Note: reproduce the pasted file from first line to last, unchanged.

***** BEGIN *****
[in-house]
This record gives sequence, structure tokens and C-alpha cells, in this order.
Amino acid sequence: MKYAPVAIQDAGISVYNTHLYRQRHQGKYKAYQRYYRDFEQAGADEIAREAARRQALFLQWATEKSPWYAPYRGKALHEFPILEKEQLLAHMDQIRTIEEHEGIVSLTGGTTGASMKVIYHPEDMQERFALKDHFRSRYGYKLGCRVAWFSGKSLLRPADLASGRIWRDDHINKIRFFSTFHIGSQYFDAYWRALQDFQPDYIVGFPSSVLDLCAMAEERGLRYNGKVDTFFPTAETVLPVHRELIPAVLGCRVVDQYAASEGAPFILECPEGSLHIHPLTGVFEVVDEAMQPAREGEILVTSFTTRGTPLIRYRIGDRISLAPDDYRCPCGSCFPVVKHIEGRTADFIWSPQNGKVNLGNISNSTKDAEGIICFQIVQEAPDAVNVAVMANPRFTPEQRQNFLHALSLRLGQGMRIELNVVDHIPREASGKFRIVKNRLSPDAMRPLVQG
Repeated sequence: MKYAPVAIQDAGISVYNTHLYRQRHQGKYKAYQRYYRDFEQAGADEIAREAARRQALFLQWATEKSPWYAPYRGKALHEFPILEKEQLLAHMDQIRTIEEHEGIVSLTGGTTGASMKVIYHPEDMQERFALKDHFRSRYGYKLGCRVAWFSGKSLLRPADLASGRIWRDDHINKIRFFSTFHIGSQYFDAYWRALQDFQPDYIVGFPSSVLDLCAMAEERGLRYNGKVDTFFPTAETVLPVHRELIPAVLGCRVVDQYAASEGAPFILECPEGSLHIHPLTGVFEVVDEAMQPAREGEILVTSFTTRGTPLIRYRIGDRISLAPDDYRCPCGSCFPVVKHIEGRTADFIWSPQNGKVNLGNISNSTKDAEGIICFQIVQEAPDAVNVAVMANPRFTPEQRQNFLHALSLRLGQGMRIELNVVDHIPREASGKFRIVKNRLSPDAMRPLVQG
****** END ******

[in-house]
This record gives sequence, structure tokens and C-alpha cells, in this order.
Amino acid sequence: MKYAPVAIQDAGISVYNTHLYRQRHQGKYKAYQRYYRDFEQAGADEIAREAARRQALFLQWATEKSPWYAPYRGKALHEFPILEKEQLLAHMDQIRTIEEHEGIVSLTGGTTGASMKVIYHPEDMQERFALKDHFRSRYGYKLGCRVAWFSGKSLLRPADLASGRIWRDDHINKIRFFSTFHIGSQYFDAYWRALQDFQPDYIVGFPSSVLDLCAMAEERGLRYNGKVDTFFPTAETVLPVHRELIPAVLGCRVVDQYAASEGAPFILECPEGSLHIHPLTGVFEVVDEAMQPAREGEILVTSFTTRGTPLIRYRIGDRISLAPDDYRCPCGSCFPVVKHIEGRTADFIWSPQNGKVNLGNISNSTKDAEGIICFQIVQEAPDAVNVAVMANPRFTPEQRQNFLHALSLRLGQGMRIELNVVDHIPREASGKFRIVKNRLSPDAMRPLVQG
Repeated sequence: MKYAPVAIQDAGISVYNTHLYRQRHQGKYKAYQRYYRDFEQAGADEIAREAARRQALFLQWATEKSPWYAPYRGKALHEFPILEKEQLLAHMDQIRTIEEHEGIVSLTGGTTGASMKVIYHPEDMQERFALKDHFRSRYGYKLGCRVAWFSGKSLLRPADLASGRIWRDDHINKIRFFSTFHIGSQYFDAYWRALQDFQPDYIVGFPSSVLDLCAMAEERGLRYNGKVDTFFPTAETVLPVHRELIPAVLGCRVVDQYAASEGAPFILECPEGSLHIHPLTGVFEVVDEAMQPAREGEILVTSFTTRGTPLIRYRIGDRISLAPDDYRCPCGSCFPVVKHIEGRTADFIWSPQNGKVNLGNISNSTKDAEGIICFQIVQEAPDAVNVAVMANPRFTPEQRQNFLHALSLRLGQGMRIELNVVDHIPREASGKFRIVKNRLSPDAMRPLVQG